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"It works a bit like an antivirus," Create It REAL CEO Jeremie Pierre Gay told Motherboard.

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BY GRACE WYLER

For those who have yearned to dabble in the hot new trend of 3-D printing, but worried they might accidentally throw in a trigger and some bullets and wind up making a firearm can now rest easy. The Danish 3-D-printing firm Create It REAL has got you covered.

The company, which sells 3-D printer component parts and software, recently announced that it has come up with a firearm component detection algorithm that will give 3-D printers the option to block any gun parts. The software compares each component a user is trying to print with a database of potential firearms parts, and shuts down the modeling software if it senses the user is trying to make a gun.  

The technology is obviously directed at Defense Distributed, the Texas group that successfully made and demonstrated the first fully 3-D-printed gun. Gay's efforts is an attempt to diffuse some of the hype—and fears—surrounding DefDist and the rest of the gun-toting 3-D-printing fringe.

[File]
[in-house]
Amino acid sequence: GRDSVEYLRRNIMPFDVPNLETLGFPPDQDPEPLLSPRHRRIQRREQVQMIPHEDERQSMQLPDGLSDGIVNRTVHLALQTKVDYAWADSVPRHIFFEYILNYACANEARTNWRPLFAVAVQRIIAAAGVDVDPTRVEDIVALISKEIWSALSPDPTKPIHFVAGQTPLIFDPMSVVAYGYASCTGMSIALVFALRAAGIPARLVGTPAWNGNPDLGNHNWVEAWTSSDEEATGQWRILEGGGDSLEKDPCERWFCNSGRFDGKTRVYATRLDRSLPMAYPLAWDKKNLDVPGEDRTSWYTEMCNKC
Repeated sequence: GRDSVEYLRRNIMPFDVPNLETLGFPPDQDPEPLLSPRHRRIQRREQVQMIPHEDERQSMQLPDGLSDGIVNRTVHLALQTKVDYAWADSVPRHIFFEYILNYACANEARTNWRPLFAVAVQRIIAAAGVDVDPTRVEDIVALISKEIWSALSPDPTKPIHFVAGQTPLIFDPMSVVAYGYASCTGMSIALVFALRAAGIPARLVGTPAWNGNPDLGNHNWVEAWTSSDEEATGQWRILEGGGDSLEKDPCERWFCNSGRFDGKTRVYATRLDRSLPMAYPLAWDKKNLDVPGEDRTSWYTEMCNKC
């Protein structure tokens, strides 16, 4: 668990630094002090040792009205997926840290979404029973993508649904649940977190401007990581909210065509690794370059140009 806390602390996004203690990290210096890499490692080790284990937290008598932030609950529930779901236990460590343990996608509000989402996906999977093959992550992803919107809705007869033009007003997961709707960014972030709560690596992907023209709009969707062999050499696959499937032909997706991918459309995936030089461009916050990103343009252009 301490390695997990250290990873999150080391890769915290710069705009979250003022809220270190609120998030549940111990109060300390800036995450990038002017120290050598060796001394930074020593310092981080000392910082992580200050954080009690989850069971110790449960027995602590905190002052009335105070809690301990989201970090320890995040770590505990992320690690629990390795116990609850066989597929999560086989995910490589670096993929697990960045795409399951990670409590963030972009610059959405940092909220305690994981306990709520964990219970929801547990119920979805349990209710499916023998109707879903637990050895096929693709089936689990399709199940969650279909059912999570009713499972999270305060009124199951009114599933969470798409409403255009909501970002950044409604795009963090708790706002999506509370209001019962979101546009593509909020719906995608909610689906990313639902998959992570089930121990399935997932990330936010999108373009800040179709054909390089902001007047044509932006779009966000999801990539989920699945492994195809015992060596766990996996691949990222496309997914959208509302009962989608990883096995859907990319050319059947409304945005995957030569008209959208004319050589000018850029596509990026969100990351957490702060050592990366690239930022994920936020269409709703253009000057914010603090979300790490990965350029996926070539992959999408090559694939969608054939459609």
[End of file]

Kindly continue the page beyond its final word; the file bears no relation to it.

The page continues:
"It works a bit like an antivirus," said Create It REAL CEO Jeremie Pierre Gay, or "a firearm parental control feature" that would prevent users (and children) from accidentally using 3-D weapons files or inadvertently printing out firearms.

For Gay, the concern is not so much about the weapons, but about the potential liability that 3-D-printed firearms pose to 3-D printing manufacturers, particularly as the technology becomes increasingly accessible in the consumer market.

"Even on the best 3-D printers, tolerance [for] a part can be quite different and one firearm out of 10 could explode on use and hurt its user. Or it could work on certain 3-D printers and not on others," Gay told Motherboard. "Then the users will feel like the manufacturer is the one accountable. [Our] feature removes this risk."

Read the full story on Motherboard

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cody wilson
Friend or foe? Defense Distributed caught in the crosshairs
Cody Wilson is a 25-year-old student at the University of Texas at Austin’s School of Law. He's well-read, polite, and versed in literature and cinema, particularly the films canonized in the Criterion Collection.
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